The Power of Three
A group show of three women artists
Christine Kosiba: Artist Statement
I have always been attracted to the process of sculpting clay; the tactile give and take, the immediate response of the material…. malleable, spontaneous and filled with infinite possibility. Clay grounds me yet allows my ideas to take flight. It frees me in a way no other medium can. I am greatly influenced by my longstanding love of and curiosity about the natural world. I believe our awareness and respect for our connection to the earth is imperative to our emotional and physical well-being. My latest work incorporates human and animal forms in dream-like figurative pieces that speak to a visceral need and desire that I believe burns in all of us to reclaim this connection. I work intuitively, allowing the sculpture to develop organically from clay coils and slabs of clay. I also work quickly and purposefully leave fingermarks to convey gestural spontaneity. I will often apply multiple layers of colors and treatments, and approach surface finish in a painterly fashion. Found objects may be incorporated to accent, embellish or define the work. Each piece has its own evolution and story which guides its ultimate form and finish.
Jenny Mastin: Artist Statement
My Fine Art and Craft studies began in the fiber arts over 40 years ago, but transitioned over those years while teaching art towards clay… to ceramic sculpture in particular. I find that clay anchors me to the earth and sends me other places. It informs my sense of place in the world and fires my imagination in a way no other material can. Clay comforts and inspires me. It connects me to my collective ancestors, bonds me to my clay contemporaries, and constantly challenges my understanding of its potential possibilities for future aspirations.
Inspirationtion for my sculpture stems from my longstanding curiosity and interest in anthropology, art, and nature. Some of my greatest influences have been the primal forms and stories of traditional cultures. Indigenous artists were masters of utilizing materials from their natural resources, as well as materials collected and manufactured by others outside their borders. Each form, whether a totem, mask, shield, body art, or figurine was created as a means of connecting human beings to each other and to the natural and spirit worlds. These works created a sacred communion or dialogue, making it possible to bridge boundaries between the physical and spiritual dimensions.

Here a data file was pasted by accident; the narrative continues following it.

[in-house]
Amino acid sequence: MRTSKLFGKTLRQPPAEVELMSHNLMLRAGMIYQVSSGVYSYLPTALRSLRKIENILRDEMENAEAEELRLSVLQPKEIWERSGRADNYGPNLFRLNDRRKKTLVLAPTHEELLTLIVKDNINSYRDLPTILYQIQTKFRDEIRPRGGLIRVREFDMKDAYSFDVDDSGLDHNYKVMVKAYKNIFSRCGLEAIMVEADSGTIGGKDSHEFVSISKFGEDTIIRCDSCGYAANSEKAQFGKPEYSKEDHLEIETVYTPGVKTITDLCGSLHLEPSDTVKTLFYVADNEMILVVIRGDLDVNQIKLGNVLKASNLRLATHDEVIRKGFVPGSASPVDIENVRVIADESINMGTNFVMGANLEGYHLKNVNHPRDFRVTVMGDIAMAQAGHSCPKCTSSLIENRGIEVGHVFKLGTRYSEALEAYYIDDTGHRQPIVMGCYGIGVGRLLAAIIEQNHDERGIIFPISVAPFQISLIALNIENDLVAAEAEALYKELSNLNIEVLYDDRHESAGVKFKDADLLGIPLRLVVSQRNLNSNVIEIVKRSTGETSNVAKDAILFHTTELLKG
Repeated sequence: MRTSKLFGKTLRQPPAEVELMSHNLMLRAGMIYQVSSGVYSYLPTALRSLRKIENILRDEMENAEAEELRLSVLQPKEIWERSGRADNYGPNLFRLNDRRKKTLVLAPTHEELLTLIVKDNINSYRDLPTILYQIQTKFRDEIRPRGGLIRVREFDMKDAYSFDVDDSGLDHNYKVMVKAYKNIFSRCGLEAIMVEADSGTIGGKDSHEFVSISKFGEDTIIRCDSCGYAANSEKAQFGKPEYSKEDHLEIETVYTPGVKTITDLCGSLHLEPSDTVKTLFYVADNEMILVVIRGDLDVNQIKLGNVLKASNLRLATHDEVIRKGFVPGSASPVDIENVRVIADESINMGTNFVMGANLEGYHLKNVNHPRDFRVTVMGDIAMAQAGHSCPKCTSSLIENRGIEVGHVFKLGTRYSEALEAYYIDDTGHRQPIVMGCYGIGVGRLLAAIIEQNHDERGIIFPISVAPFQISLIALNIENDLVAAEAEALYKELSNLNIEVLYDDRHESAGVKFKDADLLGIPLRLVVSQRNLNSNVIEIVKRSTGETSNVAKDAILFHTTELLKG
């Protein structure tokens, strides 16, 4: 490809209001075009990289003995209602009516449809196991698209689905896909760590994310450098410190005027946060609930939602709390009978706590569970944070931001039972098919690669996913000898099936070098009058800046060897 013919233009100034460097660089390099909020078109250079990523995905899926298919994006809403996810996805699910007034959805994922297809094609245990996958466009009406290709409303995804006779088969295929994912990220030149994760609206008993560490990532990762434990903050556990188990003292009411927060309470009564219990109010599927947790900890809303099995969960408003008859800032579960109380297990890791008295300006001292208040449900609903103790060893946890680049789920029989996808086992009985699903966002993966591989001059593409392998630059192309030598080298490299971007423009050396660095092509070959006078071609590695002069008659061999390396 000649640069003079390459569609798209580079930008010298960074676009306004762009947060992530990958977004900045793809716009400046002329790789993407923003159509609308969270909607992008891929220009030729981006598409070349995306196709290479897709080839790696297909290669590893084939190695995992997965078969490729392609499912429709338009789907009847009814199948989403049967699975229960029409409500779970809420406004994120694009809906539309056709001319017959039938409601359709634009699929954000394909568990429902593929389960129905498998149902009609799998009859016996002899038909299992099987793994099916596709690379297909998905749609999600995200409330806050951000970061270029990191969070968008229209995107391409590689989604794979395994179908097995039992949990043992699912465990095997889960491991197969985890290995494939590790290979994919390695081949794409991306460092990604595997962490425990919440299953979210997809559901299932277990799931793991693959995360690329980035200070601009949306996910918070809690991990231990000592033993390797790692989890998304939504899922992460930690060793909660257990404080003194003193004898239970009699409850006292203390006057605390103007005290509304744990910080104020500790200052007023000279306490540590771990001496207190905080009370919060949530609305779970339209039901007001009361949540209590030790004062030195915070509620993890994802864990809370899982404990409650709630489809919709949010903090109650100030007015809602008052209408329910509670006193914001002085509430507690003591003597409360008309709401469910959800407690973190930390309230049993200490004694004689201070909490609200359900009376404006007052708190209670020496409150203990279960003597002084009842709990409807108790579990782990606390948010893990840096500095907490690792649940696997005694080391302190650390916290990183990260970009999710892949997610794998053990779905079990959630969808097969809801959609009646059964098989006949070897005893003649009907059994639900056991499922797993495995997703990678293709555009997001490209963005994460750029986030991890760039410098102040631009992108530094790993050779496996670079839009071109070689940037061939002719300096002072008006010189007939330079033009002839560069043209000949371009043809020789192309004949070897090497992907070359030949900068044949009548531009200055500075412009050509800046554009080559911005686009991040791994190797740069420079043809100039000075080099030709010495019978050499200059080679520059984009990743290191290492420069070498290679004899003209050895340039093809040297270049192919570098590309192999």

I see my work as an exploration on how universal forms, ideas, and traditions evolved as integral components of rituals and influenced civilizations over time. That exploration continues to lead me toward a deeper understanding of how the daily experiences of traditional cultures, and ours, were/are interwoven with our natural environment and spiritual concepts.
My process is strictly intuitive. Stories develop as forms appear in the wet clay. The work will begin with a seed of an idea based on a cultural myth, folklore or legend, or on my observations of daily life to convey my own personal narrative. Each piece is a hand built, sculptural, low fired clay form. The surfaces may be impressed and/or incised with a compilation of natural and manufactured textures, patterns, and symbols to convey a story or idea. Color is incorporated predominately through the application of under glazes, oxide stains, and colored slips which may be finished with heat infused encaustic wax. Metal, hemp, raffia, and other materials may be added to elaborate and exaggerate the sculptural narrative.
Hayley Davison: Artist Statement
Woodworker Hayley Davison honors the natural beauty of fine hardwoods integrating their patterns and colors into quietly elegant furniture designs fusing Japanese influences with American Mission style. Often, she will add handcarved surface details of plants and other wildlife.
Her interest in woodworking began as a child building dollhouse furniture from balsa wood. Years later she pursued her childhood passion by attending North Bennett Street School in Boston, the oldest trade school in the U.S., specializing in traditional 17th and 18th century woodworking joinery and techniques.
Upon completing the cabinet and furniture making program she spent several years gaining practical experience in a cabinet shop and taking fine art courses at Massachusetts College of Art and University of Massachusetts at Amherst. In addition she also taught courses in woodcarving at North Bennett Street School and Anderson Ranch Arts Center in Aspen, Colorado. In winter of 1995 she was offered a job with a new woodworking company forming on the island of Kauai, Hawaii. Feeling restless and ready for a change, she accepted the offer without hesitation. Besides, as she is quick to point out, it was February in Boston.
In 2009, after nearly 15 years woodworking on Kauai, she moved with her family to Asheville, North Carolina where she continued to pursue her craft in her woodshop at the Grovewood Studios next door to the historic Grove Park Inn.
In May 2011 she relocated her shop to a new location in Asheville.
Hayley's work has been in several exhibitions and is shown at the Grovewood Gallery and the Southern Highlands Craft Guild.
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